If you spend much of this season and beyond sneezing, take a little comfort in the fact that you definitely aren’t the only person on the planet who suffers from allergies.
Actually, go ahead and look for some sympathy at your feet, because your pet may be able to relate. According to Banfield Pet Hospital, 1 in 28 dogs and 1 in 259 cats seen there nationwide are diagnosed with environmental allergies, and — gesundheit! — the proportion of pets diagnosed with environmental allergies has increased over the last 10 years.
Here’s a virtual hug headed your way this May, which is officially known as asthma and allergy awareness month for pets: there is hope for both of your allergy symptoms.
“Just like with people, medication options exist that can reduce the allergic reaction (e.g., diphenhydramine) and/or alleviate itchiness in pets,” says Dr. Emi Saito, a veterinarian with Banfield Pet Hospital. “Pet owners also have the option to test their pets for allergies to help determine what the pet is allergic to, then have ‘allergy shots’ formulated specific to a pet’s allergy.”
It’s imperative, Saito explains, for pet owners to partner with their veterinarian to obtain the proper diagnosis and identify the appropriate treatment plan.
Read on for signs that your furry BFF may have allergies, too.
Asthma. According to PetMd, cats are much more susceptible to asthma than dogs and small dogs are more vulnerable than larger breeds to asthma, the inflammation of the airways that make breathing difficult — a scary thing for animals and their owners. Signs of asthma can include shortness of breath, open-mouth breathing, noticeable attempts to inhale, coughing and/or wheezing.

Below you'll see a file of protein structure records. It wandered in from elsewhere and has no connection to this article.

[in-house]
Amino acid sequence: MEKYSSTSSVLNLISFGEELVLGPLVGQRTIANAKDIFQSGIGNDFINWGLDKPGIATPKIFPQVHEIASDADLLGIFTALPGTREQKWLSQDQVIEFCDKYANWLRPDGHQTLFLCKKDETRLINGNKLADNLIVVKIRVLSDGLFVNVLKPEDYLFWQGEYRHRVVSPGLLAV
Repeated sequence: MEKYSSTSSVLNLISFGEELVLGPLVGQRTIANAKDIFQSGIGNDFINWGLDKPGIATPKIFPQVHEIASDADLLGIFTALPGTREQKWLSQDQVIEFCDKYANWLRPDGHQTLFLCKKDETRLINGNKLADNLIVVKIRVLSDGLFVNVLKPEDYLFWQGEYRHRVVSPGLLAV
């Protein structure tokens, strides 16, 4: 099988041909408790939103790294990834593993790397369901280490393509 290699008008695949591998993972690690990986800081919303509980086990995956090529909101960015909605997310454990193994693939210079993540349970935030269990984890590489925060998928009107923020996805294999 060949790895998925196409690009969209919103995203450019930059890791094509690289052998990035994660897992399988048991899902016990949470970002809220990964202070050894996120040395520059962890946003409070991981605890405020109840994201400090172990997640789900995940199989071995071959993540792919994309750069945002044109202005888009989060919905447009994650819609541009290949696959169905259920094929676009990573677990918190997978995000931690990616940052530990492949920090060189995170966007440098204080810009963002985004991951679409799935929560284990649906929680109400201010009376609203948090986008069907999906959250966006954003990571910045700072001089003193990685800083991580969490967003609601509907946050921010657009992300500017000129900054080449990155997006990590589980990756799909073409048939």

Environmental allergies. You always knew that you and your pet were soulmates! So it makes complete sense that things you’re allergic to — grass, mold, pollen, dust mites — could also aggravate your pet’s allergies. Saito says that signs of allergies can include watery eyes, runny nose, sneezing, hives and/or swelling on the body. To determine what’s troubling your pet, your veterinarian could perform allergy testing which would aid in developing a vaccine for him or her, or prescribe antihistamine therapy, click here to learn more.
Allergic dermatitis. Besides fetch and eating, is one of your dog’s main activities itching? There are many causes of this allergic skin disease which Banfield says is similar to “hay fever” in humans, except that it causes skin irritation instead of the sinus issues (sniff, sniff) that humans face. When your pet comes in contact with allergens — like weeds, trees, household cleaners, just to name a few — itching may ensue. Signs of allergic dermatitis can include severe itching, rashes, paw chewing and/or skin inflammation, Saito says.
Food allergies. You probably have a list of foods that don’t agree with you — and your pet could, too. If you think your pet’s food is causing an allergic reaction, Banfield suggests asking your veterinarian to perform a diet trial to determine if your pet is having an adverse reaction to certain food ingredients. Some dogs may be more sensitive to beef, chicken, chicken eggs, lamb, fish, dairy products, corn, wheat, and soy. Beef, lamb, seafood, corn, soy, diary products and wheat gluten can cause allergic reactions in cats. Signs of food allergies are not as common as skin manifestation, Saito says, but can include vomiting and diarrhea.
For more about pets with allergies, visit Banfield’s website.
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